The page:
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A patient is moved onto the hospital ship USNS Mercy in Los Angeles on Monday. (Ryan M. Breeden/U.S. Navy)

Lessons Learned From Running ICUs in Disaster Zones

We talked to a doctor about what hospitals in the throes of the coronavirus epidemic could learn from far less developed hospital systems in times of crisis and came away with three main points.

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As New York City strains under COVID-19 cases and health care workers scramble for every bit of equipment they can get, hospitals are starting to look less like part of a wealthy country’s medical system and more like the makeshift clinics in disaster zones or the developing world. In those places, experts say, doctors need to think about care differently: managing resources to best serve all the patients who will need help over the duration of a crisis, even if it means not being able to save every person to walk through the door.

Dr. Sean Runnels is an associate professor at University of Utah Health and a working anesthesiologist who manages the supply room for his department. The wave of coronavirus cases hasn’t really hit yet in Salt Lake City, but he’s been stocking up on as much equipment as he thinks will be needed for sedating patients if they need to go on ventilators. Already, Runnels says he’s noticed normal supply ordering patterns breaking down, as hospital administrators working from home try to prepare for a potential flood of COVID-19 patients.

What’s happening in cities overwhelmed with COVID-19 cases reminds him of the year he spent based in Guinea working for Mercy Ships, a nonprofit that deploys floating hospitals to African countries with little surgical capacity, and the subsequent two years he spent in Rwanda training clinicians. We talked about what American cities in the throes of the coronavirus epidemic could learn from places with far less developed hospital systems in times of crisis, and came away with three main points.

This interview has been edited and condensed for clarity.

You need more than a ventilator to save someone’s life.

I worked for three years in Africa and really came to appreciate how complex an ICU is. You’ve got the ventilators, that’s the thing that you can see. But all the little pieces have to be sourced, someone has to clean it, someone has to order the cleaning solution, someone’s got to write the protocol to train the person that cleans it. It’s this really complex ecosystem, and each of the pieces of the ecosystem are required for the thing to work. Everyone’s focused on producing more ventilators, but the real capacity is the smallest thing in that ecosystem.

I worked for Mercy Ships, and we would get donations of all sorts of stuff, but if we got a donation of an odd-sized tube that doesn’t hook to our anesthesia circuits, it’s just stuff we have to move around. That’s something I’ve taken to heart with our system. If we start sourcing from all over the place, we’ll just create more chaos. I think we’re better off trying to strengthen our normal supply chains. If we get overloaded while the chains are weak, that’s a problem.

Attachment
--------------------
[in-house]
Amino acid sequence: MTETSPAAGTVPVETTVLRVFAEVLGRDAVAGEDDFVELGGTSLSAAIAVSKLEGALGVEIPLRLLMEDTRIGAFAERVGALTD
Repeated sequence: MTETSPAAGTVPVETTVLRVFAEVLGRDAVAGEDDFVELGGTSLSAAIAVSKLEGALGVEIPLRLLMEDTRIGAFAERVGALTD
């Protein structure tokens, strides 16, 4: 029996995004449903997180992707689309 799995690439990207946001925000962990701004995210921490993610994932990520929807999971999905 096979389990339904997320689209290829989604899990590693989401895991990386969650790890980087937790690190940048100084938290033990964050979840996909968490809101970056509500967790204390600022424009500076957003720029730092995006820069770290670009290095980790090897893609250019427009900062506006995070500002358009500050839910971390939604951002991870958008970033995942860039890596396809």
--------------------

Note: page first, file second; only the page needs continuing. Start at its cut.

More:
You are only viable if your health care workers are healthy.

Running medical systems in under-resourced environments is completely different. In some sense it would be better to have the health minister for Rwanda, Agnes Binagwaho, come show us what to do, because they were very intentional about capacity. I was never allowed to walk into a room and examine a patient unless I had gloves on. If we didn’t have gloves that day, we didn’t have a clinic. They completely understood that the real risk was to get your providers sick, because they’re actually the system. The machines and drugs and everything we do, they enable all of those things to work. As soon as you take out your providers, then you end up in a death spiral. You and your mortality jumps from 1% to 10%.

If you’ve got 200 ventilators, but you only have enough personal protective equipment to keep enough providers well to take care of 100 ventilators, then that’s your capacity. If you exceed it, you end up with these horrific rates of sickness. And then you end up with morale problems, and the system works less efficiently because those teams are now broken up.

The rule No. 1 in a resource-constrained system is keep your providers healthy.

Sometimes you have to make a decision to give up on a patient for the greater good of the system. And that’s hard.

When I was in Rwanda, I ran an anesthesia department and took care of keeping the system safe for the new American providers for the first three months before they knew what they were doing. You would say: “OK, I know in America we can save this child. But [here] if we try to deliver medical care, are we just prolonging the suffering and depleting resources?” I would have people turn around and visualize the 10,000 babies that were coming in the next few years, and say, “All right, I’ve got to balance this life in front of me with the lives of those that are coming.”

The shift internally they have to go through is from that heroic archetype of the doctor-patient relationship to “my most important relationship is to my colleagues and the system because that’s what’s going to take care of these people in the future.”

I went through it in Africa. It’s an incredibly painful experience, and there’s no road map for it. The worst thing you can have to do as a doctor is going to be not do everything for the patient in front of you. And yet that’s exactly what you have to do.

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